WASHINGTON— Today Senator Murkowski (R-AK) used the Energy and Natural Resources Committee hearing on the Department of the Interior budget allocations as a platform to renew her demand to build a costly, dangerous and destructive road through the Izembek National Wildlife Refuge, despite the millions of taxpayer dollars that have already been used to ensure the health and welfare of citizens in the area. Her insistence on building the road even earned her a “Porker of the Month” award from Citizens Against Government Waste last spring.
The following is a statement from Jamie Rappaport Clark, President and CEO, Defenders of Wildlife:
“Senator Murkowski continues to shamelessly bully the Department of the Interior to build a road through the Izembek National Wildlife Refuge. After careful consideration and under tremendous political pressure, Secretary Jewell made the right decision months ago to reject the road, and representatives from Republican and Democratic administrations alike agree that in doing so she stood by logic, science and the conservation values of our country.
“Taxpayers have already spent $37 million to ensure the safety of the residents of King Cove, but apparently that’s not enough money to appease Senator Murkowski. At a time when Congress is gouging spending, it is abhorrent that the senator would ask for yet more from the American taxpayers, especially in order to build an unnecessary and dangerous road through internationally recognized wetlands and irreplaceable wilderness that American citizens chose to protect.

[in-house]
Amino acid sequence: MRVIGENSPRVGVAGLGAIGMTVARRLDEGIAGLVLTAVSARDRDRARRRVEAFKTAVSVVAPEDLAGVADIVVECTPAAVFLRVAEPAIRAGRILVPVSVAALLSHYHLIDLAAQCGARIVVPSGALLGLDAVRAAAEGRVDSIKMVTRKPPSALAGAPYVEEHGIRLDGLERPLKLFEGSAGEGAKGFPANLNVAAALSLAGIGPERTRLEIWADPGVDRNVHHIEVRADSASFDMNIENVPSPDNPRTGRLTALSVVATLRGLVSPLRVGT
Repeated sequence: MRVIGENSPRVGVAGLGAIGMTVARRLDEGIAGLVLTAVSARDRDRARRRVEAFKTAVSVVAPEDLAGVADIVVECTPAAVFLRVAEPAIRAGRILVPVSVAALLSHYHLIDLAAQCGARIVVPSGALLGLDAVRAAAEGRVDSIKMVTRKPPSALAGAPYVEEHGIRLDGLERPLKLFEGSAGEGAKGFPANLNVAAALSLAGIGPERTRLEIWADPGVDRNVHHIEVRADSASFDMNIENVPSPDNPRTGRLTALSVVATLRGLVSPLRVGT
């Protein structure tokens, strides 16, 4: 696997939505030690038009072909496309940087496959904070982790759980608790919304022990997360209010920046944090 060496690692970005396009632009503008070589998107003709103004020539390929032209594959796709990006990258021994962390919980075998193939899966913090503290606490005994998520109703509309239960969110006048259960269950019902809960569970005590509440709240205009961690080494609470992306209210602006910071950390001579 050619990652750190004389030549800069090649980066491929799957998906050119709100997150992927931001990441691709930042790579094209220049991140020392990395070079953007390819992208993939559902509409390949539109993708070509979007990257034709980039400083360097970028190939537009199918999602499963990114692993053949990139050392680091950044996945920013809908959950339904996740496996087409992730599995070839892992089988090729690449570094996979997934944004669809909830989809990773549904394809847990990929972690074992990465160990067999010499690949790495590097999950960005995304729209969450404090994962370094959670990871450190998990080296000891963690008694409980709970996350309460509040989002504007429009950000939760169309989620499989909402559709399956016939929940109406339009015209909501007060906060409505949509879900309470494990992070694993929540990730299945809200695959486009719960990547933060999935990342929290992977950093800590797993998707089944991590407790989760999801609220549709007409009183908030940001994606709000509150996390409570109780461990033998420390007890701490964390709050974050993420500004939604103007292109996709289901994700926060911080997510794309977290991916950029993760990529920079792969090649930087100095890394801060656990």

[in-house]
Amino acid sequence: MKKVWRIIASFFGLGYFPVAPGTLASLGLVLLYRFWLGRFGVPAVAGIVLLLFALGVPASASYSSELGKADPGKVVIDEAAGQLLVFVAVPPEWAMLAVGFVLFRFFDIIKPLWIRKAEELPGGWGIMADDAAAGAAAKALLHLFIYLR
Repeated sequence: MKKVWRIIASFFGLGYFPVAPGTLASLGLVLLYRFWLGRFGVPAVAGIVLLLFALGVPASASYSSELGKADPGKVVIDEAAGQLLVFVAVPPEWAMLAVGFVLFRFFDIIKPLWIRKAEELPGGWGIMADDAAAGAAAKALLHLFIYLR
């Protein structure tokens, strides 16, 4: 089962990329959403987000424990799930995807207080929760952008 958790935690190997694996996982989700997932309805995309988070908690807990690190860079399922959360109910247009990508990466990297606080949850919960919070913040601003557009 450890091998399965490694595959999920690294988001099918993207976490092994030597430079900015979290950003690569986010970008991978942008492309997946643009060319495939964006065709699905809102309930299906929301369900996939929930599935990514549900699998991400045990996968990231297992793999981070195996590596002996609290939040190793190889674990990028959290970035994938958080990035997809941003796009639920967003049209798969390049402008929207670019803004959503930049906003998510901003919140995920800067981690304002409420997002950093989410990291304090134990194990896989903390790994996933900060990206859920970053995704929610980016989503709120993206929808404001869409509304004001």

“Lands like Izembek and the Arctic National Wildlife Refuge are irreplaceable – critical to hundreds of species of wildlife, and among the places that make Alaska such a special and important part of our country. Senator Murkowski should recognize this and move on.”
Congress previously had resolved the issue of the proposed road through Izembek back in 1998. In lieu of a road, the small community of King Cove accepted $37.5 million of federal funds for improved local health facilities and easier access to additional medical care ($52,000 per resident of King Cove). Despite the agreement and the tens of millions of dollars the federal tax payer paid to live up to its end of the bargain, the community of King Cove continued to press for a road through internationally important wetlands in the refuge.
Senator Murkowski was able to insert a provision into the Omnibus Public Lands Act of 2009 that required the secretary of the Department of the Interior to accept a land exchange that would have removed land for the road from the Izembek refuge if the secretary made a determination that the road was in the public interest. As part of the Senate confirmation process for the new secretary, Senator Lisa Murkowski extracted a promise from the Obama administration that Secretary Jewell would visit the state before making a final decision about the proposed road and land exchange. In December 2013, four months after her visit to King Cove, Secretary Jewell upheld the Fish and Wildlife Service’s determination to reject the proposed road and land swap in Alaska’s Izembek National Wildlife Refuge after reviewing over 70,000 public comments. Secretary Jewell’s decision reaffirmed the vital importance of protecting designated wilderness lands in a world class national wildlife refuge.
The associated costs of the road alone are at least an additional $22.7 million, according to the Fish and Wildlife Service Environmental Impact Statement. However, the real cost could exceed $80 million, as suggested by data from the Alaska Statewide Transportation Improvement budget projections. Additionally, yearly maintenance costs on a road under the pressure of such extreme weather-related wear would be significant, and funding for those costs is unknown.
The largest Alaska Native organization, the Association of Village Council Presidents, opposed the proposed road, which is more likely to function as an industrial fish-hauling road in summer than an emergency evacuation route in winter. A former Alaskan health director claimed the road would be a “death trap,” in winter, so dangerous more people would die using it than would benefit from it.